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Ever wondered where will we go with the universe. What our next set of explorations will lead us to? Today the National Academies of Science released the results of its survey over the next decade called “New Worlds, New Horizons in Astronomy and Astrophysics.”
The survey is conducted every 10 years and is intended to gather information from the community regarding what next projects will take priority over the next decade. This years report has the priority placed on exoplanets, formation of the first structures of the Universe and also the physics behind it. The research also produced a list of missions that are aimed at conducting research to solve these three major quests.
This years report was special with the Department of Energy taking part in it for the first time. The department of energy is keen to look for new sources of energy and space is definetely an option. The input for the research comes from 17 town hall meetings held around the nation with over 300 papers that were submitted for consideration.
One interesting priority is the discovery of new earth like planets that may support life. Keplar space probe is already out there working on finding out new planets and now this years’ plan will only help the current projects. This research has also boosted support for the Wide Field Infrared Survey Explorer (W-First) which will contribute both to the search for exoplanets and will help us understand dark energy by imaging extremely distant objects.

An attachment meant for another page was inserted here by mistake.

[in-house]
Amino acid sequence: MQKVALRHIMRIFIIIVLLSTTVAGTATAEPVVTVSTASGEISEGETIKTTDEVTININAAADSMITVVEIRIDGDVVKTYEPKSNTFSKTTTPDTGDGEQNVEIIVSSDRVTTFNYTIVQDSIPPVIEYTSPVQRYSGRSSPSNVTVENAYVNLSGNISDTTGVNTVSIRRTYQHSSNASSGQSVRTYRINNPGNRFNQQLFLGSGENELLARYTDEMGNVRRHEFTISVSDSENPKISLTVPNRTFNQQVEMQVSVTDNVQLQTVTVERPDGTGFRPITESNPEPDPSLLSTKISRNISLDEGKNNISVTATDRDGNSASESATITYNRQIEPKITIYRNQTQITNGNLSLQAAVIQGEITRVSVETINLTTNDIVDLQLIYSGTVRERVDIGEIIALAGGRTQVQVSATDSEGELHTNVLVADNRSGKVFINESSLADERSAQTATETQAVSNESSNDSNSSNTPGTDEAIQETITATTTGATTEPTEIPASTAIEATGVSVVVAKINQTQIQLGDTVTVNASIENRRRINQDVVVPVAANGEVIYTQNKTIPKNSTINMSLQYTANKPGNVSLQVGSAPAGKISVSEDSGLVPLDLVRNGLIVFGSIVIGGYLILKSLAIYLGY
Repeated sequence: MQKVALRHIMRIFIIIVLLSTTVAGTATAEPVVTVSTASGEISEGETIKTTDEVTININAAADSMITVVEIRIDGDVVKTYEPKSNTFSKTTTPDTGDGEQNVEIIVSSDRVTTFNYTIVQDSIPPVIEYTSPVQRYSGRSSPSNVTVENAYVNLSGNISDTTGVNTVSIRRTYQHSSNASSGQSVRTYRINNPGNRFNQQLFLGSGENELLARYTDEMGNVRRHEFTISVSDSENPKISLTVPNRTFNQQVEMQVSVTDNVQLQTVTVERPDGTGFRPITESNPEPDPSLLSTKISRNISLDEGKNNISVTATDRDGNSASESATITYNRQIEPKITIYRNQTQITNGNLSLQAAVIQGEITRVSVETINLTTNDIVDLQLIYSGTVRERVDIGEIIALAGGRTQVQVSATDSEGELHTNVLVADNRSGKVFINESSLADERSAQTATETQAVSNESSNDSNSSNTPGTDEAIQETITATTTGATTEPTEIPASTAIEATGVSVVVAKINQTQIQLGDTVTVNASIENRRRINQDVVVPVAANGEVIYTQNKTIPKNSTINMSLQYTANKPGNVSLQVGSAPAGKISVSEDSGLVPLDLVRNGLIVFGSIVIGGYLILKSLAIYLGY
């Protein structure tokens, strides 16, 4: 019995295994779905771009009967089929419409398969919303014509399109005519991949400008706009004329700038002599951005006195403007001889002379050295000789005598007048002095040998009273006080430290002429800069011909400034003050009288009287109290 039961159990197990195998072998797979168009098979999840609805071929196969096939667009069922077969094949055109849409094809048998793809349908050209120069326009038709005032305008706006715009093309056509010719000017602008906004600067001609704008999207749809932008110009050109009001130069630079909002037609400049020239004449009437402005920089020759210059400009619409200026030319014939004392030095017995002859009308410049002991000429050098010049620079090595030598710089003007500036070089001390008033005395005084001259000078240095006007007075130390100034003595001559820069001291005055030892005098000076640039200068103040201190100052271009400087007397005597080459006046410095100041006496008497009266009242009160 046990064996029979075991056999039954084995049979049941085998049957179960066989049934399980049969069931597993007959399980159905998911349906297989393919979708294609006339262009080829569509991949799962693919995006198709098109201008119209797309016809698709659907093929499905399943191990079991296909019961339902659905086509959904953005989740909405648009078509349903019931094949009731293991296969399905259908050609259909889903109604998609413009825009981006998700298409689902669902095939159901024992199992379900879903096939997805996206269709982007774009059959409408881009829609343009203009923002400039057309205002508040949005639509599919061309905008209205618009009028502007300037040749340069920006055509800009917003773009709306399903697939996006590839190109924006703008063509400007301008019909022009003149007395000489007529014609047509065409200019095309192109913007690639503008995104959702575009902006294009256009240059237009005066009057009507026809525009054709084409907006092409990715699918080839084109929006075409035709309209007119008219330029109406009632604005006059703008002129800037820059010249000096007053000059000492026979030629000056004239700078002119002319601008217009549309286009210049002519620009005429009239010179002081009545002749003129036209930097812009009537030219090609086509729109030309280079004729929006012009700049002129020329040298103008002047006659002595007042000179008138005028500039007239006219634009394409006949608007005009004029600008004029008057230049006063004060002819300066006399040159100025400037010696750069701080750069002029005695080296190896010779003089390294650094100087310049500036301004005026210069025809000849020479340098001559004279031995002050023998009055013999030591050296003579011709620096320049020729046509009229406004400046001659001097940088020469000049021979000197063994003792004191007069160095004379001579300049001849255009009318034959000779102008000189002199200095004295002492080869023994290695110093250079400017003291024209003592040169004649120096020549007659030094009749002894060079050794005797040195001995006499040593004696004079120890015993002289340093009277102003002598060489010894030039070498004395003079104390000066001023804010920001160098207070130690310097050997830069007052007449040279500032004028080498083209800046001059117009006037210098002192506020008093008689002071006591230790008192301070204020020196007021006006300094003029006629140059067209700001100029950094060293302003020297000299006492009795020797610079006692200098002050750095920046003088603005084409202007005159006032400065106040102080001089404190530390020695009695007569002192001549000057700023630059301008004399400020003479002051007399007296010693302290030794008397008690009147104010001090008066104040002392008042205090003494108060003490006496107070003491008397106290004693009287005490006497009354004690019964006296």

Other projects that are of interest involve the International X-ray Observatory (IXO) which will be a general purpose scope able to generate X-ray spectra of everything from the accretion disk of a black hole to the hot gasses between galaxies.
Although these research surveys are highly influential, Congress and NASA administrators have the final say on many if not most of the projects.
You can read more here.